Disability Rights California, “SB 639 Sample Support Letter,” undated, https://www.disabilityrightsca.org/system/files/file-attachments/SB-639_%28Durazo%29_sample_letter_of_support.rtf (accessed August 10, 2021).
 Convention on the Rights of Persons with Disabilities (CRPD), G.A. Red. 61/106, Annex I, UN GAOR, 61st Sess., Supp. (No. 49) at 65, UN Doc. A/61/49 (2006), entered into force May 3, 2008. See also, International Covenant on Economic, Social and Cultural Rights (ICESCR), adopted December 16, 1966, G.A. Res. 2200A (XXI), 21 U.N. GAOR Supp. (No. 16) at 49, U.N. Doc. A/6316 (1966), 993 U.N.T.S. 3, entered into force January 3, 1976, arts. 7 and 11; and Universal Declaration of Human Rights (UDHR), adopted December 10, 1948, G.A. Res. 217A(III), U.N. Doc. A/810 at 71 (1948), arts. 23 and 25. The US has not ratified the ICESCR.
 CRPD, art. 27.
 A “covered entity” is an employer, employment agency, labor organization, or joint labor-management committee. Americans with Disabilities Act of 1990 (ADA), Pub. L. 101-336, July 26, 1990, Stat. 328.
 US Commission on Civil Rights (USCCR), “Subminimum Wages: Impacts on the Civil Rights of People with Disabilities,” September 2020, https://www.usccr.gov/pubs/briefing-reports/2020-09-17-Subminimum-Wages.php, pp. 24-25 (accessed April 20, 2021); Equal Employment Opportunity Commission v. Hill Country Farms, Inc., United States District Court for the Southern District of Iowa, September 18, 2012 [899 F. Supp. 2d 827]
 USCCR, “Subminimum Wages: Impacts on the Civil Rights of People with Disabilities,” p. 25.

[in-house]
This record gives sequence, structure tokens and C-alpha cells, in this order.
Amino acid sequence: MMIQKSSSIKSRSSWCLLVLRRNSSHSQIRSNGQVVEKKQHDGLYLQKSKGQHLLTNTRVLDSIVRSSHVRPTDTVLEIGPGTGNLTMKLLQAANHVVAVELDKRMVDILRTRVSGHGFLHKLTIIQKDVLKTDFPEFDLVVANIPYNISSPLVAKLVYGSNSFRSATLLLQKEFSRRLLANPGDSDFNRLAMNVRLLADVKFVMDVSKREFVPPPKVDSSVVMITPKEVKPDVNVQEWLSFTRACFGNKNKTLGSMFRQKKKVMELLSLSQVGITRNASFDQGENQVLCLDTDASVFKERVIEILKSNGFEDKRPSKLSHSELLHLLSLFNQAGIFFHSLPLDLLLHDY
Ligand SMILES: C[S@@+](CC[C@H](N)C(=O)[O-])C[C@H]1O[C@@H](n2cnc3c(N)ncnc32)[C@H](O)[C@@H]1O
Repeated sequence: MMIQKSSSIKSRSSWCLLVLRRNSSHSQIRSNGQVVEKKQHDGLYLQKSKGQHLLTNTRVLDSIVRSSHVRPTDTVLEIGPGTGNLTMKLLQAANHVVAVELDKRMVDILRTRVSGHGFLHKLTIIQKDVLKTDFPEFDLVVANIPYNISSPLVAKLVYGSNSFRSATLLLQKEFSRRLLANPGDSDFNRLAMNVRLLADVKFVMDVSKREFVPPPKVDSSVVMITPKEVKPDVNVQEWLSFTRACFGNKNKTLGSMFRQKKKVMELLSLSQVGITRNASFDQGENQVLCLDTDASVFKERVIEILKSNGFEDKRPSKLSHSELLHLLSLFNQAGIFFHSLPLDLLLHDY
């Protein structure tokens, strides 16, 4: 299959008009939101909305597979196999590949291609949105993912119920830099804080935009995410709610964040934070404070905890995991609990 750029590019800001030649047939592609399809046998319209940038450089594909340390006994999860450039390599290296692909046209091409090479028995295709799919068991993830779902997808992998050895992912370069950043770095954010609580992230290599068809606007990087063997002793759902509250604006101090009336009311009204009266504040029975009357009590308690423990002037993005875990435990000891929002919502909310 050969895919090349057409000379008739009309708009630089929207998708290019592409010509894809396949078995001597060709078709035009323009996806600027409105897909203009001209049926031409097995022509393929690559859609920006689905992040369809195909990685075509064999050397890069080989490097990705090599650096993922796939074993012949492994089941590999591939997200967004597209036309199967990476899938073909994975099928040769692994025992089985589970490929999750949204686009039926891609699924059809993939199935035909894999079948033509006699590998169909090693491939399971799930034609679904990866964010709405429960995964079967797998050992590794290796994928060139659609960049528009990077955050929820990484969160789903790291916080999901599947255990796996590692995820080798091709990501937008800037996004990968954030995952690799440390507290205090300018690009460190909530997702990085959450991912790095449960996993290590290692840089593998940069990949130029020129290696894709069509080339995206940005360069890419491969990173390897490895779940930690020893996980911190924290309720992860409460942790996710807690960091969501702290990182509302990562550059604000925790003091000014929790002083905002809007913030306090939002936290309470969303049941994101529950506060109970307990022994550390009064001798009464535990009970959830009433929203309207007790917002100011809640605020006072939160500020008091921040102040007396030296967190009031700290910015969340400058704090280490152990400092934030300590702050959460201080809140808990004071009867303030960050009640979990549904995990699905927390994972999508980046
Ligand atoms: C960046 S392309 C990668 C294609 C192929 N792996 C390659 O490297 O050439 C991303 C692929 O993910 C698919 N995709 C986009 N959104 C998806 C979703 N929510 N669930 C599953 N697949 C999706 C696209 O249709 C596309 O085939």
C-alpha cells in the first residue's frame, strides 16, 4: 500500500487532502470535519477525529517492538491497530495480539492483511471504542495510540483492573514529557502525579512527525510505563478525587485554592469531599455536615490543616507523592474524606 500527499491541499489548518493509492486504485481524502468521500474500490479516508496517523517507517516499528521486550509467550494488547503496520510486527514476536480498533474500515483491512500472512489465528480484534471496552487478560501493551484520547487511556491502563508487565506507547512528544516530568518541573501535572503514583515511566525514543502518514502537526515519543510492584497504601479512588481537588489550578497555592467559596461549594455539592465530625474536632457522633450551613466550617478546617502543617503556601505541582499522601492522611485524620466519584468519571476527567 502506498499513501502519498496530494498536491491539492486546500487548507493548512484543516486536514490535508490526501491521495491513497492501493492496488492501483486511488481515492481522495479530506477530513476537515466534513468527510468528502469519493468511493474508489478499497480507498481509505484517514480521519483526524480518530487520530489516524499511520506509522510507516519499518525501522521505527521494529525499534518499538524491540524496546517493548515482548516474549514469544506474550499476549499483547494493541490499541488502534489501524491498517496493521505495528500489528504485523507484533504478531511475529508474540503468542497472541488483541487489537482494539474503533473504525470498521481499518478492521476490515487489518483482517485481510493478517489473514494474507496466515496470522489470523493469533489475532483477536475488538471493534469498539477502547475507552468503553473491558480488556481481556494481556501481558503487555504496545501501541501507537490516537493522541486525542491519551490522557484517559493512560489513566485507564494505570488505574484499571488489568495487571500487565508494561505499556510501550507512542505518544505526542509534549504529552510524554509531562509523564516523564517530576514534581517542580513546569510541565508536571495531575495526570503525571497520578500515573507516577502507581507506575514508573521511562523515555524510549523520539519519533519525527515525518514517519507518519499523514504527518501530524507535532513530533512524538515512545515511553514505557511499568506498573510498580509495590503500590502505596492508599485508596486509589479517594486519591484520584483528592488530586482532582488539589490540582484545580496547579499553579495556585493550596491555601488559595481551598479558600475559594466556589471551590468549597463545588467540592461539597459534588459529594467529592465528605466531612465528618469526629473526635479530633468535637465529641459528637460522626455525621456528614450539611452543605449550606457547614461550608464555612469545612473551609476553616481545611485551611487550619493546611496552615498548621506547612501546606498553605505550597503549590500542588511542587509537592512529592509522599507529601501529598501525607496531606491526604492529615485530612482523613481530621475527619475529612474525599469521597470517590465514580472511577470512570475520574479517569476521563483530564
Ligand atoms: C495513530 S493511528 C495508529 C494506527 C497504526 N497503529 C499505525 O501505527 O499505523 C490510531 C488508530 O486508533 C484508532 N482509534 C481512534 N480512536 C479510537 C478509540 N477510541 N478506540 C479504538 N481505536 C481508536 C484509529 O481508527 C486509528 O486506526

Disability Rights California, “California is One Step Closer to Paying Workers with Disabilities Minimum Wage for Their Labor”, March 25, 2021, Disability Rights California press release, https://www.disabilityrightsca.org/press-release/california-is-one-step-closer-to-paying-workers-with-disabilities-minimum-wage-for#:~:text=SB%20639%20would%20prohibit%20paying,disabilities%20to%20competitive%20integrated%20employment (accessed August 10, 2021); Jeong Park, “Thousands of California Workers Legally Make as Little as $2 an Hour. Why that could change,” Sacramento Bee, April 20, 2021, https://www.sacbee.com/news/equity-lab/accountability/article250671614.html (accessed August 10, 2021); USCCR, “Subminimum Wages: Impacts on the Civil Rights of People with Disabilities,” pp. 7, 14 (accessed April 20, 2021). According to the USCCR report, “some employers who hold a Section 14(c) certificate have employed are mainly employed with other people with disabilities and not integrated into a broader community or work setting,” p. 7.